Germaine-love-her-Greer and me with living dolls

In days recent, spiritual-god-mother-Sheena-Coffey and non-darling of the Australian media, Germaine-where-for-art-thou-Greer, opined Katie Price may not “make old bones”.

Make old, what? Well, age, you see.

She was making a bigger comment about a generation – too many young women look up to self-styled businesswoman Katie P, who also happened to speak rather well in a debate on ambition at Cambridge University last week.

She questioned Katie Price’s life had been achieved “at what cost?” She also added, had she been involved in this ambitious debate, Price’s performance would have fallen well short.

Price has quite the empire – it spans novels, clothes – equestrian, included – topless shoots, a talent agency, about 33 children and Peter Andre.

In Greer’s eyes, Price’s camera-filled life and previous work is considered “inhuman, horrible and abject”.

She makes several comments about the sadness of Price’s life, which are actually sad, before making the point that really grabs me: “We have a terrible situation where young girls look at Katie Price and want that life, the pink wedding dress and the pink carriage… at what cost is that?”

What cost, indeed?

A girl I know, not so well anymore, wanted to be famous. She’s vivacious, vibrant, cooler than Ruby Rose and very good-looking with the added bonus of a very lovely figure.

To see her ambition fulfilled she chose the path of glamour modelling – including bikini competitions, lads’ mags and promo work. This celebrated her body, her looks, her sexuality; it employed none of her intelligence, her wit, her personality.

I think she sold herself short.

Her dream of fame, was intrinsically wrapped with her sexuality; a path chosen by Katie Price, by Paris, by Kim – by women who have achieved great success out of their sexuality.

This type of success, success for sex, has had a profound impact on our lives. It colours entertainment on the movie screen and television and in real life, it impacts fashion, our behaviour and our expectations of ourselves and others.

I was recently reminded of how sexualised women can be, when attending my very first professional basketball game. The LA Clippers had a posse of women who stood outside the stadium as people piled in, posing for pictures with leering men and me. Yes, me.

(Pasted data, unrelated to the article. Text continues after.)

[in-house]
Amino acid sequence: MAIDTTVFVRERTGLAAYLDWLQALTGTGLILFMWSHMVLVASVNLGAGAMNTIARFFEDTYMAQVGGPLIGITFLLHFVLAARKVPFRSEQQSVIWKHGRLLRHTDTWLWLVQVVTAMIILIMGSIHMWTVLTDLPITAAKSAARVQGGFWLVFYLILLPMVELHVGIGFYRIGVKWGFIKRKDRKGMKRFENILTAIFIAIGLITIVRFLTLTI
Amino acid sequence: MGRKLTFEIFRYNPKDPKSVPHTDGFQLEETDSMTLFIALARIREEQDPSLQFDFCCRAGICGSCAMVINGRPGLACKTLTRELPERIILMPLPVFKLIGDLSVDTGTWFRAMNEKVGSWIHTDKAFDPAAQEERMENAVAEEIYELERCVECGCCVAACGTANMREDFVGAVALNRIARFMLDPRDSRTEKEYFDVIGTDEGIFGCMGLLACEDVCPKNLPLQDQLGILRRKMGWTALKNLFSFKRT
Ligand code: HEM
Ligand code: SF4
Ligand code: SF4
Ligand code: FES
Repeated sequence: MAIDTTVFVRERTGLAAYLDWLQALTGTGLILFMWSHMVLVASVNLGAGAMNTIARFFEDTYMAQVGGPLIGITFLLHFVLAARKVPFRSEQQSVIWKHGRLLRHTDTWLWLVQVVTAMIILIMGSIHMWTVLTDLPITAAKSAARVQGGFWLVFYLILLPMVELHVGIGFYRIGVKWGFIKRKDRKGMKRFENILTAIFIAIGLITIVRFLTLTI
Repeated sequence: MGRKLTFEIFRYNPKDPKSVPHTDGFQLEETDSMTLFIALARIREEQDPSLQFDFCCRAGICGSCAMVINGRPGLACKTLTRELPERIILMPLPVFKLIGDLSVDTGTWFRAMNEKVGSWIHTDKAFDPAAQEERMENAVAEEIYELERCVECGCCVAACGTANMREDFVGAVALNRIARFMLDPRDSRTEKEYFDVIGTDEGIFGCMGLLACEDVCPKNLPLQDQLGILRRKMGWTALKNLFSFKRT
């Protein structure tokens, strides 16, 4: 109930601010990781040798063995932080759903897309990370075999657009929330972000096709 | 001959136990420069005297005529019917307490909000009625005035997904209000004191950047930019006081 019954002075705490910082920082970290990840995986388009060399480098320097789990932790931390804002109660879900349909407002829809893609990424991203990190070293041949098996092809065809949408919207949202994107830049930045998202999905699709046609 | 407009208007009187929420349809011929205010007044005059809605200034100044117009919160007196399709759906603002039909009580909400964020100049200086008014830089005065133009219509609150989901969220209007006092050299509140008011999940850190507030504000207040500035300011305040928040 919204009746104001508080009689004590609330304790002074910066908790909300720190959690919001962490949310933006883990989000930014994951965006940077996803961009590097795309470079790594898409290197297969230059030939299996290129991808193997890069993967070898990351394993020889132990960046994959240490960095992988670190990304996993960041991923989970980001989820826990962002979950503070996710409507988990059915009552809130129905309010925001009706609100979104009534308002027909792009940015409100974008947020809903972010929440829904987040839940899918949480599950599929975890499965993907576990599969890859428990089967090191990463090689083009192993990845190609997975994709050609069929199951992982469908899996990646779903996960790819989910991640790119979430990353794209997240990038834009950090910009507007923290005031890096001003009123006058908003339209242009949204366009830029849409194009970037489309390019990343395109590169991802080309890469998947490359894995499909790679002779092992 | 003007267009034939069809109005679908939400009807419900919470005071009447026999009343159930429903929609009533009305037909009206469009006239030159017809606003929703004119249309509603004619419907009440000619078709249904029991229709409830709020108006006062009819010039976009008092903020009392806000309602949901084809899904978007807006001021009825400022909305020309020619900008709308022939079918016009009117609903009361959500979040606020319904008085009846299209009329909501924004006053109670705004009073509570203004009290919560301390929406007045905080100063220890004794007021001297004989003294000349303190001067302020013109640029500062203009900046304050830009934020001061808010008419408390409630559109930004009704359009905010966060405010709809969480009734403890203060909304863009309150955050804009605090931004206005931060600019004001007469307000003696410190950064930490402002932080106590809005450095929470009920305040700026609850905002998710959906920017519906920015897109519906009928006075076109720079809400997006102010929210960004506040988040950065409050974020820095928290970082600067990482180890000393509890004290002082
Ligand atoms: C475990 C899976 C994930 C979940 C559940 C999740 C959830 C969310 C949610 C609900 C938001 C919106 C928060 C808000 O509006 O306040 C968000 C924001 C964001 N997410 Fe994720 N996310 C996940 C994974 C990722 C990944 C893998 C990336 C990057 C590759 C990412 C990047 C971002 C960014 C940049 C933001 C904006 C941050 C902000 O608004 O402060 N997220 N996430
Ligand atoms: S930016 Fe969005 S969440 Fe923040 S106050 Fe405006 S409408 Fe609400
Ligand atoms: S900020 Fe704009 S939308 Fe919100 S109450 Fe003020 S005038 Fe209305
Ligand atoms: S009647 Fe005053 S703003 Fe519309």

They smiled, they were poised; just perfect.

I jumped in front of the drooling gents, ignoring their growing line and tried to gather them close. They warmed, slighlty more than they had to the men before me, but still kept their distance. A lesson learned from experience, I imagined.

I thanked them very much. Very much. And on and in I went.

The players eventually came on out, preceded by these glamourzons who did a wee jiggle and jive before plonking themselves courtside. They popped up again, later at a break and again later, at another break. And so on. They didn’t do any particular theatrics, apart from hold a frozen smile and shake at the same time. I was doing far more interesting things from where I sat, keeping a-hold of my beer and carrying a conversation, but no one offered me a courtside position.

They were there for entertainment. For sexualised entertainment. To fulfill an expectation we now hold of entertainment.

It was shallow and hollowless; just like their smiles, like their performance.

It saddens me to think some women must take this path in what might be another ambition – professional dancer, performer, whatever it may be.

There’s other ways to achieve your goals and there’s women to prove it’s possible: Missy Higgins and Adalita, Michelle Williams and Ellen Page, Alicia Molik and Lady Gaga.

There’s some fabulous ladies to inspire and if there are big dreams to pursue, there are wonderful women to follow.

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